Will you construct any new garments for your spring wardrobe? Do you participate in Me Made May? Now’s a great time to get started! We’d love to hear what you are planning; tell us in the comments below!

Meet a friend of Nancy’s: Marie Cooley of Fitting Room Corsets

Today, I am excited to introduce you to another friend of Nancy’s! She is a talented seamstress and the proprietor of Seattle’s premiere custom corset shop. Please welcome Marie Cooley.

NSB-meet Marie Cooley header

Who are you?
I am Marie Cooley of Fitting Room Corsets.

What is your business?
I’m a corset maker, making custom corsets. That means I take your measurements, make a designated pattern for you, and make a corset from fabrics that you select. I do all the work in my Seattle workroom.

NSB - fitting room workroom

Marie Cooley’s Fitting Room

As a corset maker, I work in fulfilling peoples’ fantasies. It’s amazing. Everybody has a thing like, “I saw Gone with the Wind and I want to wear a pretty Scarlett O’Hara dress…” and then they come to learn that they really like to wear corsets; it feels good to wear them. You feel presented; your posture is better, when you stand up straight, you immediately look better.

I make between 100 and 200 corsets per year.

How did you get started?
I have been a dressmaker since I was 14 and started sewing for money. I was an all-purpose dressmaker for twenty years. My major skill-set is sewing; it’s what I do.

I started doing historical costuming pretty early on and the first thing I learned was that I needed corsets to make the dresses look good. And all corsets really grow out of historical pattern work.NSB-MCFR-renaissance georgian style

After I made a few corsets for myself to wear with costumes, I learned that not everyone likes to make corsets. It’s very exacting, it’s drafting, it’s minutiae, it’s little details and engineering. I’m kind of a frustrated engineer, but I like the engineering part.

So, I started making corsets for other people. And I discovered that it is something I like to do and can charge an appropriate price for the amount of work. And the other advantage to corsets is they are small; they don’t take up a huge amount of material and they don’t take up a lot of space in my workroom.NSB-MCFR-deep plunge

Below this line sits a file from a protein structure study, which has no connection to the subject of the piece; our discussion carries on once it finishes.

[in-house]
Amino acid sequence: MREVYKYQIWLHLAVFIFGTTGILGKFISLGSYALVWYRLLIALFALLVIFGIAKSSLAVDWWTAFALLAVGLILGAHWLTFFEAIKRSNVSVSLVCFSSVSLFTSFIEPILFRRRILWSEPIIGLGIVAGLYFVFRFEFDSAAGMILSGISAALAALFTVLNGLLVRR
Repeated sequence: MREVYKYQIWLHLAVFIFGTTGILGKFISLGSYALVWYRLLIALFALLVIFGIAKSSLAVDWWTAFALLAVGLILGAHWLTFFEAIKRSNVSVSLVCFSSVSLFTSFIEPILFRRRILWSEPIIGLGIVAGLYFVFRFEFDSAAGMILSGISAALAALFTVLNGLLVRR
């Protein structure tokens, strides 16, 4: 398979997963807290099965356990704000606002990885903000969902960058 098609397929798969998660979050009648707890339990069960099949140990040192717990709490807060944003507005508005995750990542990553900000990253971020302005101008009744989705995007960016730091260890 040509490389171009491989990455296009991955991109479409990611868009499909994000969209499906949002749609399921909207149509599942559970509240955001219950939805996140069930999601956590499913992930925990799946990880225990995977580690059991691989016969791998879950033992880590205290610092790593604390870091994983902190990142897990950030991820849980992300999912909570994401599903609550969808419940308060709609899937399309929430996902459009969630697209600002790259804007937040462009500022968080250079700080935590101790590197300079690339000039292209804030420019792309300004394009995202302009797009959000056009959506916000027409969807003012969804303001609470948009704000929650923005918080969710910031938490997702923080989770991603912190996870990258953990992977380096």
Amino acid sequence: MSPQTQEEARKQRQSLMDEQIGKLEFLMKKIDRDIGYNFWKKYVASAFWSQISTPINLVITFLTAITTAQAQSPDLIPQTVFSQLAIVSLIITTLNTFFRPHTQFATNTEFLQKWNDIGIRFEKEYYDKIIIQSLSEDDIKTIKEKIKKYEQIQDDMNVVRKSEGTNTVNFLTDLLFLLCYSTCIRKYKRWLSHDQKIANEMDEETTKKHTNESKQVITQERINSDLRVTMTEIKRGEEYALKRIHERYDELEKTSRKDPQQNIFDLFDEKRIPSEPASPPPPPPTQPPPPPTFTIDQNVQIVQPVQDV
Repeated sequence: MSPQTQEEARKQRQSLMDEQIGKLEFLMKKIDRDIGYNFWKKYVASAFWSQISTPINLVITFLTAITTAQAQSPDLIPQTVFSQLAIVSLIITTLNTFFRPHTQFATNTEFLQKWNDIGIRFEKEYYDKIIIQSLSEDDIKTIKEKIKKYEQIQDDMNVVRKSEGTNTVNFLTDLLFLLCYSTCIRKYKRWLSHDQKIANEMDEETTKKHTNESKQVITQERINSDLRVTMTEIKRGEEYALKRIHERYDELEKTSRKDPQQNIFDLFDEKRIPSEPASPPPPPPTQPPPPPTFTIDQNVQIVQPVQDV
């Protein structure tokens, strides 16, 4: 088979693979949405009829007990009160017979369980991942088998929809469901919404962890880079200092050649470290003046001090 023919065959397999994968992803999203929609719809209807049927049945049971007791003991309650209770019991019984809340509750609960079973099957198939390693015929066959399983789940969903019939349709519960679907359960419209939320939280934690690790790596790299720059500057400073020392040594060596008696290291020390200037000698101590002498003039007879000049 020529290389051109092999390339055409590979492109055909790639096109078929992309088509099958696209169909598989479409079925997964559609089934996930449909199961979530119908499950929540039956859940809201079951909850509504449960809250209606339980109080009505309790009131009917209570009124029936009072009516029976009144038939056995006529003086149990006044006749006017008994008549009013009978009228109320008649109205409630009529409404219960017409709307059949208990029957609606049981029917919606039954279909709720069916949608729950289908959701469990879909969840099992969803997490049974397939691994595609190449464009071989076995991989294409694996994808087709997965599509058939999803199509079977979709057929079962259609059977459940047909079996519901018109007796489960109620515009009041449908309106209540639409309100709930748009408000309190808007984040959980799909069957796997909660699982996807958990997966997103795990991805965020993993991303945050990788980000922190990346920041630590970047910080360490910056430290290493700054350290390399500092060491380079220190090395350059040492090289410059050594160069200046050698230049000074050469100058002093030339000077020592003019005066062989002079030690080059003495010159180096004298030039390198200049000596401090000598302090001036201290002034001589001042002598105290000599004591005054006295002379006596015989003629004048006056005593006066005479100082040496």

How long have you been acquainted with Nancy’s?
Oh gosh! Since before Nancy’s moved into the building it’s in now. It used to be in a smaller space, which was very dark! [editor’s note: Nancy’s started in the space currently occupied by Caffe Ladro] I remember going into that location just when you were getting ready to move and you were having a big sale.

Nancy’s is my home away from home. It’s a great store and I don’t know what I would ever do without it.

What is your most recently released product or completed project?
I just finished a pretty standard corset. It’s not the most exciting corset I’ve ever made: it’s made from a simple fabric in the under-bust style that reminds me a bit of my mother’s girdles.NSB-MCFR-waistcincher

At a given time, I might have anywhere from one corset to a dozen in process.

Do you have a most memorable or favorite project?
I have made many memorable corsets over the years, from corsets for a pirate reenactor to a corset made for a goth bride. One memorable corset was made for a fantasy-style wedding. This bride had purchased a bolt of three-dimensional fabric, with all this decoration on it. I initially thought it would be impossible for me to work with and for her to wear. For the most part, however, the fabric itself just made a great corset. I did not add anything to the fabric, though I did take a few pieces and judiciously place them where they needed to be.NSB - fitting room corsets fantasy

The bride also made a skirt using the same fabric and she wore the ensemble with fairy wings. It turned out so beautiful and looked great on her.

I’ve also done a few fashion shows. In 2010, I collaborated with Tamara on a fashion collection of Steampunk garments, which showed in the SteamCon II fashion show. We set out to go very far out on a limb, to push the whole Steampunk aesthetic. Though that movement has delved a little bit into the eighteenth century, the overall aesthetic of Steampunk hasn’t changed much. We wanted to show ideas that were fresh and new.